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Thailand's Koh Samet beach oil spill 'threatens tourism, fishing industries'

Story highlights

  • Oil leak threatens tourism and fishing industries, says Thai Deputy PM
  • Company responsible says does not know how leak occurred
  • Greenpeace fears dispersed oil sunk beneath water surface will have ongoing impact
  • One academic believes leak could be twice size admitted to by company

An oil spill that prompted evacuations from one of Thailand's most popular tourist spots threatens the country's tourism and fishing industries, Thailand's deputy prime minister has warned, amid concerns about the long-term effects of the leak.

Deputy Prime Minister Plodprasop Suraswadi said his country was ill-equipped to properly contain the leak, and authorities should seek assistance from neighboring countries such as Singapore, if necessary. He made the comments Tuesday during a trip to Mozambique, according to Thai government spokesman Teerat Ratanasevi's Twitter page.

PTT Global Chemical, Thailand's largest petrochemical producer, admitted a leak had occurred after the waters at Ao Phrao (Phrao Bay) on the popular tourist island of Koh Samet were blackened with oil on Sunday, prompting evacuations of tourists.

The company admitted that an estimated 50,000 liters of crude oil had leaked from an offshore pipeline around the area of Rayong's Map Ta Phut deep sea port Saturday.

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The company's president, Bowon Vongsinudom, told CNN Tuesday that he did not know how the leak had occurred.

"That needs a lot of investigation," he said. "It should not happen at all... anyhow, it already happened therefore we need a lot of investigation by experts."

He said the clean-up, which also involved the efforts of the Royal Thai Navy and volunteers, was progressing well. "We can see developments which is much better. We can see now the white water."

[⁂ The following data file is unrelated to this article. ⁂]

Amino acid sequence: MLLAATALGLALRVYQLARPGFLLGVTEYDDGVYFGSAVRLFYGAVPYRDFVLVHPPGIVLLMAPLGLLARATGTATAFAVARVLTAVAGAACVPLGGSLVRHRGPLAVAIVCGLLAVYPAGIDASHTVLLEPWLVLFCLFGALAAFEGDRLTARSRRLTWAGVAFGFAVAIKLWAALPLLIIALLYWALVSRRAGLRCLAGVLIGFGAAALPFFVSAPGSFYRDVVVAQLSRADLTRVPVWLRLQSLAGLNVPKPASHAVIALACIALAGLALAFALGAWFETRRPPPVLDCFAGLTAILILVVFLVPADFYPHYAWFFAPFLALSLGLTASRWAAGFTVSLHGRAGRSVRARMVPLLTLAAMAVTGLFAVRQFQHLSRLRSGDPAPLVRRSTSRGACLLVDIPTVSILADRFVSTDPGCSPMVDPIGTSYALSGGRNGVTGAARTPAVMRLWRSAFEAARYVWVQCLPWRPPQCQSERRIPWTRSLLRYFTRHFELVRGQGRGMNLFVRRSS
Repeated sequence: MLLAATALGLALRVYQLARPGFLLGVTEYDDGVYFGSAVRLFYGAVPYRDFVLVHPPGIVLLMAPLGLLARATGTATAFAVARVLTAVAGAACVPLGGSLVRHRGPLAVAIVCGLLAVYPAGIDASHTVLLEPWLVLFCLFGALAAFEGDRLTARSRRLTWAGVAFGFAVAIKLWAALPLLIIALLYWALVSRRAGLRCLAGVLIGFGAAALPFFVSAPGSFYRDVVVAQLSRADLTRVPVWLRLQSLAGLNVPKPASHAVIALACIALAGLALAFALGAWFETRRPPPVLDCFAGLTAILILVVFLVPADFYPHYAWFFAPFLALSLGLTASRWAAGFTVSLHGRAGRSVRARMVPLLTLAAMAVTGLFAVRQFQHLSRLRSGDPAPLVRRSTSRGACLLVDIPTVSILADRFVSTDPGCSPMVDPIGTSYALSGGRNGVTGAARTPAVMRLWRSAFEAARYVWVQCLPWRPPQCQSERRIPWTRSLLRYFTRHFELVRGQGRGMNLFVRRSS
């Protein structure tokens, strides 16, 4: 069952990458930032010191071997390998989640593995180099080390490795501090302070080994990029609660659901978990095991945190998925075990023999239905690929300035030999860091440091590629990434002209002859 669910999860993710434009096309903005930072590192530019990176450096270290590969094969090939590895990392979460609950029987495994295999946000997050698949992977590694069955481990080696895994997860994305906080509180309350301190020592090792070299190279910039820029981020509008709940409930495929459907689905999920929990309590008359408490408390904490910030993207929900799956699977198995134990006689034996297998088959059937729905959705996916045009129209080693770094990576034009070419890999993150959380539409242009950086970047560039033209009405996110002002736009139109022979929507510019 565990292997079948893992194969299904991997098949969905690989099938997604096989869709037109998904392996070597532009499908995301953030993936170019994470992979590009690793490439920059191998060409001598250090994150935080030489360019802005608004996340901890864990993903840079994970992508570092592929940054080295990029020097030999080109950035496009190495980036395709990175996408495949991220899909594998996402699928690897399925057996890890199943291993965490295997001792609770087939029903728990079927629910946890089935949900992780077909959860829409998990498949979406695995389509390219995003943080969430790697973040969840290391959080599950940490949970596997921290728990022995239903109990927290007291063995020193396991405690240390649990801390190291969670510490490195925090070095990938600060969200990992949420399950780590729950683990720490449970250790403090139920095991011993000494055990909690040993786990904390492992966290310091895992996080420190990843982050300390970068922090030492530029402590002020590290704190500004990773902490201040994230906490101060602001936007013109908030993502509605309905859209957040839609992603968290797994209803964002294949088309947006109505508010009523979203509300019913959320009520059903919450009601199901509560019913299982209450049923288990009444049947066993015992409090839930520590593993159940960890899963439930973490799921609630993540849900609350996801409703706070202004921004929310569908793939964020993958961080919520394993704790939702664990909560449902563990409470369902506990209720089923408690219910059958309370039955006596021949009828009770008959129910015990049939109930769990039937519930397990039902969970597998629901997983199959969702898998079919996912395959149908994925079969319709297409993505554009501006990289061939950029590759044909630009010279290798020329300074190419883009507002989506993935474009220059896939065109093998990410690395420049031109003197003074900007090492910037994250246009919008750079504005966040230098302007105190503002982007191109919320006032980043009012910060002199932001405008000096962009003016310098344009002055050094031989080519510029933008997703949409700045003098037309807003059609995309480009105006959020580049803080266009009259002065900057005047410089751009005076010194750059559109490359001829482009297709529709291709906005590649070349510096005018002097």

But Greenpeace has said the clean-up efforts are just beginning, and the long-term impacts of the oil were yet to be appreciated.

Vongsinudom's account was "not the complete picture," said Greenpeace Thailand's program manager Ply Pirom. "We want to know the real impact of the oil leak, and a comprehensive investigation of the environmental impact is needed."

The clean-up effort had relied heavily on spraying the oil with dispersant, which made it sink below the water -- out of sight, but potentially harming marine life. "It's now under the sea, which will create a long term impact."

One Thai academic believes the leak could up to twice the size of that admitted by PTT Global Chemical.

Somporn Chuai-Aree, a professor of mathematics and computer science at Songklanakarin University, estimated the true size of the leak "could be from 75,000 liters up to 100,000 liters."

"We have to try to get a good estimate of the size of the leak, because it will affect the scale and preparation of the work the company needs to do to get the clean-up done," he said.